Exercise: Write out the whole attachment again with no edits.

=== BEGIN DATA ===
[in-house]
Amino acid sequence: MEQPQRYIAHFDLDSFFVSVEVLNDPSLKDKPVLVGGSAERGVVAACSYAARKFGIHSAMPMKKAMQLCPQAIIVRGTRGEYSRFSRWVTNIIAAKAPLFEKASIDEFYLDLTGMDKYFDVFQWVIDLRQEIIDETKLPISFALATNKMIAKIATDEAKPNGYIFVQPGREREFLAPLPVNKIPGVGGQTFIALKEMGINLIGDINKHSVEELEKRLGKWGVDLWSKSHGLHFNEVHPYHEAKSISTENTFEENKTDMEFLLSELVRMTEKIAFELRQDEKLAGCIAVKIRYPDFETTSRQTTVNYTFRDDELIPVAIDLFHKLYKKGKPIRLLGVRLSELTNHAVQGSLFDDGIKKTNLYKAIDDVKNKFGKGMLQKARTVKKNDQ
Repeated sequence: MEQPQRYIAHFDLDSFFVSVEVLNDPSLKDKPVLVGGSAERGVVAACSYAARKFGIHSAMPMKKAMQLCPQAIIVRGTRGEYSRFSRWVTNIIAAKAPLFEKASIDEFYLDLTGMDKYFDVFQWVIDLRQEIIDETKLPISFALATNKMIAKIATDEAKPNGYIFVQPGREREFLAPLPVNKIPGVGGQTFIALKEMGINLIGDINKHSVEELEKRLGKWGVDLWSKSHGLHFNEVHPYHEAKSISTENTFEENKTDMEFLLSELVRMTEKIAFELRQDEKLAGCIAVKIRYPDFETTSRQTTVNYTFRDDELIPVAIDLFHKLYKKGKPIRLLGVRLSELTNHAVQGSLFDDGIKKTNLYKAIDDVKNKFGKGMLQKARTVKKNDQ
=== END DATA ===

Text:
[in-house]
Amino acid sequence: MEQPQRYIAHFDLDSFFVSVEVLNDPSLKDKPVLVGGSAERGVVAACSYAARKFGIHSAMPMKKAMQLCPQAIIVRGTRGEYSRFSRWVTNIIAAKAPLFEKASIDEFYLDLTGMDKYFDVFQWVIDLRQEIIDETKLPISFALATNKMIAKIATDEAKPNGYIFVQPGREREFLAPLPVNKIPGVGGQTFIALKEMGINLIGDINKHSVEELEKRLGKWGVDLWSKSHGLHFNEVHPYHEAKSISTENTFEENKTDMEFLLSELVRMTEKIAFELRQDEKLAGCIAVKIRYPDFETTSRQTTVNYTFRDDELIPVAIDLFHKLYKKGKPIRLLGVRLSELTNHAVQGSLFDDGIKKTNLYKAIDDVKNKFGKGMLQKARTVKKNDQ
Repeated sequence: MEQPQRYIAHFDLDSFFVSVEVLNDPSLKDKPVLVGGSAERGVVAACSYAARKFGIHSAMPMKKAMQLCPQAIIVRGTRGEYSRFSRWVTNIIAAKAPLFEKASIDEFYLDLTGMDKYFDVFQWVIDLRQEIIDETKLPISFALATNKMIAKIATDEAKPNGYIFVQPGREREFLAPLPVNKIPGVGGQTFIALKEMGINLIGDINKHSVEELEKRLGKWGVDLWSKSHGLHFNEVHPYHEAKSISTENTFEENKTDMEFLLSELVRMTEKIAFELRQDEKLAGCIAVKIRYPDFETTSRQTTVNYTFRDDELIPVAIDLFHKLYKKGKPIRLLGVRLSELTNHAVQGSLFDDGIKKTNLYKAIDDVKNKFGKGMLQKARTVKKNDQ